The plight of asylum seekers living in substandard accommodation rarely excites national media attention, but on 20 January 2016, there was a front page story in The Timesabout asylum seekers’ front doors being painted red by Jomast Developments, the G4S contractor, in the North East, which was followed up across the national media and provoked questions in Parliament and special hearings of the Home Affairs committee. At one of these hearings on 26 January 2016, Labour MP Chuka Umunna told Stuart Monk, owner of Jomast: ‘You buy up cheap homes in some of the most deprived communities and you’re making money out of housing some of the most vulnerable and poor people, in some of the most deprived and poor places in our country. It looks like you profit from deprivation and people’s need for refuge – which to many people seems to be unseemly and unsavoury.’

From June 2012, when the COMPASS contracts started, to the deliberations of the 2016/2017 Home Affairs inquiry, there were four official inquiries featuring asylum housing in Parliament:

  • The Children’s Society Parliamentary inquiry in 2013, when Sarah Teather MP chair of the inquiry said that asylum seekers ‘are treated as luggage rather than people who deserve some dignity and respect’. In the report, Teather also pointed to examples of ‘abject disregard for basic human dignity demonstrated by housing providers.’
  • Home Affairs committee report from its inquiry, later that year, noted: ‘We were very concerned by the description of the substandard level of housing provided to asylum seekers.’
  • In January 2014 the National Audit Office reported: ‘Both G4S and Serco took on housing stock without inspecting it . . . many of the properties they had taken on did not meet the contractual quality standards.’
  • The Public Accounts Committee followed up in April 2014: ‘The standard of the accommodation provided was often unacceptably poor and the providers failed to improve quality in a timely manner.’ And ‘Contractors have remained slow in providing decent accommodation for a very vulnerable group of people.’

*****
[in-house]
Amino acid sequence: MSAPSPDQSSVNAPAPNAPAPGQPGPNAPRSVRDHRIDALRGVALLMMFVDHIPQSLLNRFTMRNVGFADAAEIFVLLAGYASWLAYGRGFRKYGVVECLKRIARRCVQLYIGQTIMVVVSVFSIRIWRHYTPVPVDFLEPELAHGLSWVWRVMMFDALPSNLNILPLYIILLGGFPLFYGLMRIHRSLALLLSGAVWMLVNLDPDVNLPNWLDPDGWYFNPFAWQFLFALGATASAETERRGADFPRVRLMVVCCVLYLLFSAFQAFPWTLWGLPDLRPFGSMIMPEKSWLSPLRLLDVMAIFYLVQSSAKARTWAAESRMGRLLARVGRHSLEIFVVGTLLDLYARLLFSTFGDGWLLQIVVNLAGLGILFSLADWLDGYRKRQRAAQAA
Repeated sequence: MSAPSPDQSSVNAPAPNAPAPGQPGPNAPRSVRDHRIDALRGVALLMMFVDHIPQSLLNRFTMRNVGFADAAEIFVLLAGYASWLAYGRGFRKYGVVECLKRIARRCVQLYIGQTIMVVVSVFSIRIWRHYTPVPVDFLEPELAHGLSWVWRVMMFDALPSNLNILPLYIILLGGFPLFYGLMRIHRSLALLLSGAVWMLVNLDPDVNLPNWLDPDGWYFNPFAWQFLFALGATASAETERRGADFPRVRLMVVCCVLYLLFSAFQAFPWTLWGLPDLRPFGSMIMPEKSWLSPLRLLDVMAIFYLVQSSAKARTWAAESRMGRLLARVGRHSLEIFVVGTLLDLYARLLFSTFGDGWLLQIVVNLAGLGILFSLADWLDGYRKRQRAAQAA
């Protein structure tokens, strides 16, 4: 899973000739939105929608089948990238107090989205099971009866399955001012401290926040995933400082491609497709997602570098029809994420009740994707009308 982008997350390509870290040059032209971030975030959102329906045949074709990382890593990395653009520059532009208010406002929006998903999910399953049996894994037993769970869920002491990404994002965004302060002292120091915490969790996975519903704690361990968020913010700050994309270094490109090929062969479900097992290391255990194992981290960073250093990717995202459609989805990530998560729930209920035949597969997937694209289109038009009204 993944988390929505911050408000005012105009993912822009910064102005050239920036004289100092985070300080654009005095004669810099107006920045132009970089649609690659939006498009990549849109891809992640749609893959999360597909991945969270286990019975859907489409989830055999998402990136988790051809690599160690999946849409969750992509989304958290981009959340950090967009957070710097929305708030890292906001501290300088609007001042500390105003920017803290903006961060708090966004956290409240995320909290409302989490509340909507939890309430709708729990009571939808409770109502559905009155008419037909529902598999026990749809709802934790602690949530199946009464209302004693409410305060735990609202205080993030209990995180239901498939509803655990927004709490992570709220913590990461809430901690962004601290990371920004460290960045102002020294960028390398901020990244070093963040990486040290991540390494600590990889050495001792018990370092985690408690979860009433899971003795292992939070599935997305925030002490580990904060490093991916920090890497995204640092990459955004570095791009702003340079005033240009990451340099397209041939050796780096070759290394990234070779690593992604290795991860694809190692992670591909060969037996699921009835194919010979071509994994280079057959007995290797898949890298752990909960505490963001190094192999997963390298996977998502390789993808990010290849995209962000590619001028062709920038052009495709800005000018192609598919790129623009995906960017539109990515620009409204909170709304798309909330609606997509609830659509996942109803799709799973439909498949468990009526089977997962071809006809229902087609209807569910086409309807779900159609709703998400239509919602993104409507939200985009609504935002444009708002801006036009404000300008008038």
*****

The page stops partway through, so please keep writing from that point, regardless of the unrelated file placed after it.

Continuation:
In 2016, G4S was fined £5.6 million for the standard of the asylum housing it provided in 2013/14. G4S paid no UK corporation tax in 2012.asylum-accommodation

On 8 December 2016, the government quietly issued a written ministerial statement confirming that the Home Office had extended the existing COMPASS contracts, and that it was going to pay more — though not how much. ‘I have increased the amount of money that the Home Office pays for the provision of welfare officers and staff property management,’ wrote immigration minister Robert Goodwill.

As for the five years’ torrent of criticism and compelling evidence of rats, cockroaches and bed bugs. Goodwill brushed them all aside with the comment: ‘There has been considerable interest in the accommodation and support that is provided to asylum seekers,’ adding that he had ‘listened carefully’ to concerns.

A global auction for the AASC contracts?

In the international asylum, detention and prisons market, as Donna Red Wing pointed out in 2010, ’every prisoner (is) a profit centre, every immigrant a business opportunity.’

In 2012, in the lead up to the allocation of the COMPASS contracts, there was a competitive online auction, revealed in a High Court judgment here, when Jomast Developments took G4S to court. Regional consortia of local councils were faced with exclusion from the auction because they could not offer to deliver a contract across the UK, and their preliminary bids were too high for the final auction. This time around there will be seven separate regional contracts over ten years but it is highly unlikely public housing bodies will be interested. The possible exception is in Northern Ireland, where the Northern Ireland Housing Executive currently provides COMPASS asylum housing as a subcontractor from Serco.

It may well be that two of the three COMPASS contractors, G4S and Serco, will see themselves as well placed as the existing contractors in wider UK asylum markets, with contracts in linked detention centres (G4S at Brook House and Tinsley House at Gatwick, and Serco running a seven-year contract at the controversial Yarl’s Wood detention centre). Both companies have recruited establishment figures over the past few years. Rupert Soames, grandson of Winston Churchill, is CEO of Serco, one of the corporations providing asylum housing, in June 2015, he told BBC radio that the new outsourcing market: ‘makes Britain now to public service provision what Silicon Valley is to IT.’ In the first three months of 2016, new public sector contracts worth £1.35 billion were announced in the UK, sixty-five per cent of all outsourced contracts in the British economy. Serco has been a military contractor to the UK government. In March 2016 the Serco website proclaimed: